ALTON - Christina Foster Beegle knows grief. She has lost three brothers to suicide and a best friend to a drug overdose. Beegle herself was once homeless and struggling with substance use.

Today, Beegle is 26 months clean, and she has decided to do something with her pain. She started Foster’s Light in the Dark, an organization that aims to bring awareness to suicide and overdose deaths while commemorating the loved ones who are lost. Foster’s Light in the Dark has a goal to eventually create a memorial park for people who die by suicide or overdose.

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“Me helping others helps me in my grief,” Beegle explained. “I can show people that, look, I've been through three suicides. All my mom's sons are dead by suicide and a best friend to a drug overdose. If I can try to help the next person, so can anybody, because we need to get through this together. We need to be a voice for people that can’t."

While it’s a big goal, Beegle knows how much this park will matter to people. She remembers sitting at her second brother’s memorial bench, still in active addiction, and coming up with the idea. It wasn’t until she was on the way home from her third brother’s funeral service, almost one year clean, when the name came to her and, she said, “I just knew it was God.”

Foster’s Light in the Dark was established in January 2023. Now, they’re working on creating a website and raising the funds needed to build the park. The organization wants to raise $50,000 over the next few years to purchase two acres of land in Madison County. They will have their first fundraiser on July 7, 2024, at the Edwardsville Moose Lodge.

In the meantime, Foster’s Light in the Dark has donated a bench to the Alton Police Department to honor them for the work they do toward suicide and drug overdose prevention. The organization also commemorates people on their Facebook page, giving them a space to be remembered even if there’s no physical burial site.

Beegle hopes to eventually provide that site, to share hope and comfort with the people who are grieving. She is open about her feelings of guilt and how she has blamed herself for her loved ones’ deaths. But through recovery, she knows now that her brothers’ decision wasn’t her fault. She hopes to help other people realize that, too.

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“The look on my mom’s face when my first brother died, every time that I see somebody that [loves someone who] passed away from suicide, they have that same look on their face,” she remembered. “They’re just lost, because suicide, we want to blame ourselves…If I can help one person not carry the baggage of their loved one’s suicide or drug overdose, then it was all worth it, in memory of the ones I lost.”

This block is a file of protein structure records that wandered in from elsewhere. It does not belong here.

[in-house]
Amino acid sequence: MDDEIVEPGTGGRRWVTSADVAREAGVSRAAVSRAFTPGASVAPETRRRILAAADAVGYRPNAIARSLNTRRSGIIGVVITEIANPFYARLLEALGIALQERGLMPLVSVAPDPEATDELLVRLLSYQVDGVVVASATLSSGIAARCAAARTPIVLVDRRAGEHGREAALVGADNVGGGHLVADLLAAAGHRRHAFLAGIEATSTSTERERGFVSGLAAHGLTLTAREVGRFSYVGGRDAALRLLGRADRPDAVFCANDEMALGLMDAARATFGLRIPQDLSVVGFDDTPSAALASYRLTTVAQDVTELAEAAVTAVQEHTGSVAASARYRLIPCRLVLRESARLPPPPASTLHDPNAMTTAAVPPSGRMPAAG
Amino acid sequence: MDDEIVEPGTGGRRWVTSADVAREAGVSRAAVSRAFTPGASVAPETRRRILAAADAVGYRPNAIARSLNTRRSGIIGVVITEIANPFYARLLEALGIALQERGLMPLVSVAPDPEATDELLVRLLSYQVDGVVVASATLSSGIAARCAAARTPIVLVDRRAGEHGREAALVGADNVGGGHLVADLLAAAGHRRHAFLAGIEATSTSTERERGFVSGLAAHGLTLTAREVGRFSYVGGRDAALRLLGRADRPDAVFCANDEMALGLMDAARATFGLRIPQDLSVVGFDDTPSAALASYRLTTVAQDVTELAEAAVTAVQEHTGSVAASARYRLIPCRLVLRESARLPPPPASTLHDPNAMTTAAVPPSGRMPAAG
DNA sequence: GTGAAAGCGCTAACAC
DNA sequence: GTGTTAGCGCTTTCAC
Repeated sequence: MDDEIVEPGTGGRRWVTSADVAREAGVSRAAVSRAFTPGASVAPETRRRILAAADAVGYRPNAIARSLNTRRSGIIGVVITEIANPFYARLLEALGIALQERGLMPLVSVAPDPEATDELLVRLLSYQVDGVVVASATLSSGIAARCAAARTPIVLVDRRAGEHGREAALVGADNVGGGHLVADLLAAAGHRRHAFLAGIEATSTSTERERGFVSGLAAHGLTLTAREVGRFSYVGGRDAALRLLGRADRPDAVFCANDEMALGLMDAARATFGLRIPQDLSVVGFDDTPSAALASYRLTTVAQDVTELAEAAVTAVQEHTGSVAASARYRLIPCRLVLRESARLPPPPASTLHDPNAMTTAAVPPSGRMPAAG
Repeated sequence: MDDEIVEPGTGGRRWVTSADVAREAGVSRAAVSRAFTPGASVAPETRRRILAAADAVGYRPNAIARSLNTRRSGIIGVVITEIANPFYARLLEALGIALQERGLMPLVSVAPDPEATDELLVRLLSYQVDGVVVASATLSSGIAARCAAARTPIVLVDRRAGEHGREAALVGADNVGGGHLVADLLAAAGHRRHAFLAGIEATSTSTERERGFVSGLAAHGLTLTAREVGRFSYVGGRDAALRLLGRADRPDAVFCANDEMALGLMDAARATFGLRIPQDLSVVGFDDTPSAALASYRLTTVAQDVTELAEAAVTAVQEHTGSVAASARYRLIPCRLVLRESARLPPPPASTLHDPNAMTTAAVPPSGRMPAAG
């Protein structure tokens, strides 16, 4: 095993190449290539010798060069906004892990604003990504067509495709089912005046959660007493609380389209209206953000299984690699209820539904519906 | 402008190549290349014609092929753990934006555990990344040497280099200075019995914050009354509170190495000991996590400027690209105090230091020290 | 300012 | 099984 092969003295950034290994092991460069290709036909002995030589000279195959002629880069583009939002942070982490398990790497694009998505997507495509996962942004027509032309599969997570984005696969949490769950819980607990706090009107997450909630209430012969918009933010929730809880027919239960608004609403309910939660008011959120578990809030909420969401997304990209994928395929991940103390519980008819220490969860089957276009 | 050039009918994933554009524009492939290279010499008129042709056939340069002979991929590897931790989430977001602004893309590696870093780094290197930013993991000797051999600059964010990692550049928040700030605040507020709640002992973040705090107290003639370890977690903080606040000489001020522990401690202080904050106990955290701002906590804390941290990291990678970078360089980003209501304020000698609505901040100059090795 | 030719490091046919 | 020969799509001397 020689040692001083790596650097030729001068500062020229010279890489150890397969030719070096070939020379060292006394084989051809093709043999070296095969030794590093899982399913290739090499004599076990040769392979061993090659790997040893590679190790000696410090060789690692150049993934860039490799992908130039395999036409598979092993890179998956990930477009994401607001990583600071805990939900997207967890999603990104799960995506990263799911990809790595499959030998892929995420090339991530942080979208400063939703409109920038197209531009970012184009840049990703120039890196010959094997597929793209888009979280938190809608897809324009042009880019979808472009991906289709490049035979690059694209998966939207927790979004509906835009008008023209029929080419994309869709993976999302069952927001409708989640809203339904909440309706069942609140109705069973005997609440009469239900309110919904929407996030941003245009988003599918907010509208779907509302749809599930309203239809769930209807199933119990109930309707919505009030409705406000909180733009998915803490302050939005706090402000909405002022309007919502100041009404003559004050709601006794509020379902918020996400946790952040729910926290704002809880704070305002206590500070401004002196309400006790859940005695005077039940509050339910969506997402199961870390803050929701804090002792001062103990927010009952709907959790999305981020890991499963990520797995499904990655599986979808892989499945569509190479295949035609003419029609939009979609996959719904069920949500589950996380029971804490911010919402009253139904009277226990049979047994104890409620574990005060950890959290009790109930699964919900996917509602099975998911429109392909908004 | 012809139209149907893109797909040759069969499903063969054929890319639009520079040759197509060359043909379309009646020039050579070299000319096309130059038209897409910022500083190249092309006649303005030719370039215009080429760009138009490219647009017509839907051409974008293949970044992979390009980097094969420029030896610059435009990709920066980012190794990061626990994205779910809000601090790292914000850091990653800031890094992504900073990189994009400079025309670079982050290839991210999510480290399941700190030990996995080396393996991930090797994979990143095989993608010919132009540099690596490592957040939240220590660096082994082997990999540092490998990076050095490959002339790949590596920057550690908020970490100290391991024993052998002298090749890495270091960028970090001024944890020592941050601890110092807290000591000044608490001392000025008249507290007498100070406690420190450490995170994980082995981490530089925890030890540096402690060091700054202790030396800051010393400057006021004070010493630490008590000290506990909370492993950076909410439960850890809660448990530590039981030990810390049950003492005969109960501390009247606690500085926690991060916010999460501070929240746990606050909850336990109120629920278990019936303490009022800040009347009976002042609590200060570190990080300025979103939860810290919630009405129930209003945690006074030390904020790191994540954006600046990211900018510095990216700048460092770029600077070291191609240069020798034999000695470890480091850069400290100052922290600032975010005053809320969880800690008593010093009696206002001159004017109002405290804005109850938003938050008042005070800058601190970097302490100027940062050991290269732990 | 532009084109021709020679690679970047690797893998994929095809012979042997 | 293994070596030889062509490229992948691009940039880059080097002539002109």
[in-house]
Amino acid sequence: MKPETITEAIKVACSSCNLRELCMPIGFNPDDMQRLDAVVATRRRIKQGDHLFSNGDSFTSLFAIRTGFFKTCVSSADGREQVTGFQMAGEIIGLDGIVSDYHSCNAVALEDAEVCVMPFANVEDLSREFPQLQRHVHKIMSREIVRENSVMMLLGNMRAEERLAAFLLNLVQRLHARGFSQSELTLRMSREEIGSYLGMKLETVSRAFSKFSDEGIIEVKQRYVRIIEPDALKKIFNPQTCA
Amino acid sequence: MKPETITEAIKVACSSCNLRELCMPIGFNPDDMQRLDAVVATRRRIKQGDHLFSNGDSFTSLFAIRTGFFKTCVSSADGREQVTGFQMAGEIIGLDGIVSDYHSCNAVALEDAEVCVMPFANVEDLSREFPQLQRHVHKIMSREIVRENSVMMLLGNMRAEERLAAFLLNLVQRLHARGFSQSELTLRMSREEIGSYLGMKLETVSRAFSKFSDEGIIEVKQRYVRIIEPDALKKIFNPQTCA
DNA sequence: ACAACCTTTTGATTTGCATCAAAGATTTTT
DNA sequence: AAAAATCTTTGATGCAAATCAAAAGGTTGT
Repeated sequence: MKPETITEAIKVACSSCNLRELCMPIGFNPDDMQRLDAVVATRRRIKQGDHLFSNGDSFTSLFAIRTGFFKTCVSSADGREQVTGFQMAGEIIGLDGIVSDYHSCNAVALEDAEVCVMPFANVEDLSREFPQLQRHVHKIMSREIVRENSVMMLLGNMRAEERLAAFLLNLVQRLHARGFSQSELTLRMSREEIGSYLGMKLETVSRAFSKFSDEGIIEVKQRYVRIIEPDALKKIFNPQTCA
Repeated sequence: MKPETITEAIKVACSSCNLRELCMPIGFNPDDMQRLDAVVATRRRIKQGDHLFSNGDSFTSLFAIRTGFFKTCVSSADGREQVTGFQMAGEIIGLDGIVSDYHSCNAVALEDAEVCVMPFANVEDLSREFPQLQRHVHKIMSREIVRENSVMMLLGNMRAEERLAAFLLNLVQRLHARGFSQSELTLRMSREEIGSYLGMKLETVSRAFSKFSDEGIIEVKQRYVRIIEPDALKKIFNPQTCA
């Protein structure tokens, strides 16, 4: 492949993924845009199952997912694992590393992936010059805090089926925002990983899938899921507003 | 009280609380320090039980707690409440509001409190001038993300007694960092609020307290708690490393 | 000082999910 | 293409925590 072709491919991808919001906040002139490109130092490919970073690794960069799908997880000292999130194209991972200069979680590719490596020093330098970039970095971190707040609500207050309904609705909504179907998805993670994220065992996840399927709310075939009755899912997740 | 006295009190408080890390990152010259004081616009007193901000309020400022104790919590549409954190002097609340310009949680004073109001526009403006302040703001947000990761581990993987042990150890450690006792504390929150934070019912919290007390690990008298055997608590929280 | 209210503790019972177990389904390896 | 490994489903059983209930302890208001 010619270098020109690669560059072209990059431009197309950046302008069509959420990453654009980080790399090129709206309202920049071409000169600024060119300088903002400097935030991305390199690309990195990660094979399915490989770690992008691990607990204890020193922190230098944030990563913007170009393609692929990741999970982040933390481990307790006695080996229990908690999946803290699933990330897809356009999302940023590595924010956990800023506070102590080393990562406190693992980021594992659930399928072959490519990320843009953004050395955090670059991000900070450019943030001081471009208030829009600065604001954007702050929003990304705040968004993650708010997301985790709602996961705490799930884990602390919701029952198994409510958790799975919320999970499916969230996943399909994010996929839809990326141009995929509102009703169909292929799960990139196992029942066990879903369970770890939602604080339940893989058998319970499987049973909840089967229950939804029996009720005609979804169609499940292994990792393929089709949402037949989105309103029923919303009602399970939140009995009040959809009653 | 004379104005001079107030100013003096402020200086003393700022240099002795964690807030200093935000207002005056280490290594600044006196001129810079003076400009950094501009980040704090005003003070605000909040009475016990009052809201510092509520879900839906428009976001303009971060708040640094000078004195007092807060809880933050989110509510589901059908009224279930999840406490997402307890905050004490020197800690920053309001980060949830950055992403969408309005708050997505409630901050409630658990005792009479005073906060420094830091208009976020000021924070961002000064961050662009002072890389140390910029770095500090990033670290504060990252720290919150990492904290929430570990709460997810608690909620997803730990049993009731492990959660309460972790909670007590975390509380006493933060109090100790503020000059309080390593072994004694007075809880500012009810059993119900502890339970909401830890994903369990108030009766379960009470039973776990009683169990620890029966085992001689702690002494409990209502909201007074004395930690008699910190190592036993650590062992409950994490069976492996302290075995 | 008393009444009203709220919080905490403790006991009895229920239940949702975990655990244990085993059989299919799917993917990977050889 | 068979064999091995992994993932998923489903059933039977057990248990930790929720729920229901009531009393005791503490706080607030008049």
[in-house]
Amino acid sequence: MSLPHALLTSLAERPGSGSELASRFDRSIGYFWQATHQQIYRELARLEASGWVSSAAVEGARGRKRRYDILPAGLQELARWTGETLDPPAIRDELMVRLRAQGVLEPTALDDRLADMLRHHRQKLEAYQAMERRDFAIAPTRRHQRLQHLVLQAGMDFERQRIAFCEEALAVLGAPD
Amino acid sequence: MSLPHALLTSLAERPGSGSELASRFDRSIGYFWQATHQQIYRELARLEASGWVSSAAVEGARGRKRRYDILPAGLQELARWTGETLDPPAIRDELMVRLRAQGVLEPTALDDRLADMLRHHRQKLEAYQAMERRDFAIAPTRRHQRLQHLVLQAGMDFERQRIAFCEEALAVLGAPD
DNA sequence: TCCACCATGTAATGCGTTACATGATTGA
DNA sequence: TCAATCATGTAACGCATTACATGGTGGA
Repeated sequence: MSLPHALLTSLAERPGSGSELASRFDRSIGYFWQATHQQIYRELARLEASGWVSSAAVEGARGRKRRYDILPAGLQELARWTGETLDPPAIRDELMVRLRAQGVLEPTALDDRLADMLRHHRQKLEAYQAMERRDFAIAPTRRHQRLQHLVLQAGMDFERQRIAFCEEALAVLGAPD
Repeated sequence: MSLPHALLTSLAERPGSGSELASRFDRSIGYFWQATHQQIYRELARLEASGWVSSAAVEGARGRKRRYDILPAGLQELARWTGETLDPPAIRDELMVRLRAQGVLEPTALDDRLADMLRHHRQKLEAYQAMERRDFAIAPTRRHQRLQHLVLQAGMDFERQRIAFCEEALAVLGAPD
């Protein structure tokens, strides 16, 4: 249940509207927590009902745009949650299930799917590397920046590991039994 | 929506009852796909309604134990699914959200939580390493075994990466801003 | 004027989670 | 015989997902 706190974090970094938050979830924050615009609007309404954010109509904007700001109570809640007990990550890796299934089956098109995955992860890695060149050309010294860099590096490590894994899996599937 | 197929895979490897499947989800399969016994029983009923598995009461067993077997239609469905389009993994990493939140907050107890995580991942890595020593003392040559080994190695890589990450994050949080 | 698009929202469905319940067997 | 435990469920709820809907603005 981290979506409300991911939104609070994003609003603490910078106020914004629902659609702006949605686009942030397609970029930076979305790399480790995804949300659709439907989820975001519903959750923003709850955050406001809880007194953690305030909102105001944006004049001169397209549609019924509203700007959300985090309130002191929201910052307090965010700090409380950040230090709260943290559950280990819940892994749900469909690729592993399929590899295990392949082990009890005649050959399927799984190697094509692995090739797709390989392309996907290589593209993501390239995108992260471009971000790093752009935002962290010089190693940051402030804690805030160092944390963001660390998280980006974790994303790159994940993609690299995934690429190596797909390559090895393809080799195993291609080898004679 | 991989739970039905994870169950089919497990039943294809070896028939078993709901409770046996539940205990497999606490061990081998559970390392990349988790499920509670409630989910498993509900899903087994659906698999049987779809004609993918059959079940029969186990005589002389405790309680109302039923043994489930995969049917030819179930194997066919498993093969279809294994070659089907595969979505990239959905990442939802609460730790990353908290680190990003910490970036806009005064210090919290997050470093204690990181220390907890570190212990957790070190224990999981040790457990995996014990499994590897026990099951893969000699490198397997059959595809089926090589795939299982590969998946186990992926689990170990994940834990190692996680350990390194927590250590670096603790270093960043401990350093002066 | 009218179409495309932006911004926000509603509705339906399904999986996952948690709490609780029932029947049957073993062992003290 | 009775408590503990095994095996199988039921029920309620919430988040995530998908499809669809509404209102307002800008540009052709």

Beegle said the Foster’s Light in the Dark board is “really amazing” and “passion-driven.” She noted that many of the board members, like her sister-in-law, help people through their own grief. The organization attends a lot of suicide and substance use prevention events throughout the Riverbend.

Foster’s Light in the Dark hopes to eventually host their own event to raise awareness and money for the park. Beegle noted that no matter how deep into the darkness someone might feel, they can always be helped into the light.

“We just want to raise awareness and help prevent those deaths, but at the same time, be a little hope to the families that can’t afford a burial place for their loved ones,” she added. “At the end of the day, you can't blame yourself for somebody else's actions. And we really need to let people know that. Just because they choose to, you know, take their own life, you don't got to carry that. You can put that down, because that was their choice. But you can be a voice for them.”

And Beegle will be a voice for her loved ones. She is “very grateful” to have the opportunity to help, and she is excited to watch Foster’s Light in the Dark grow as more people join their mission.

“For the first time in my life,” Beegle said, “I’m happy.”

For more information about Foster’s Light in the Dark, visit their official Facebook page.

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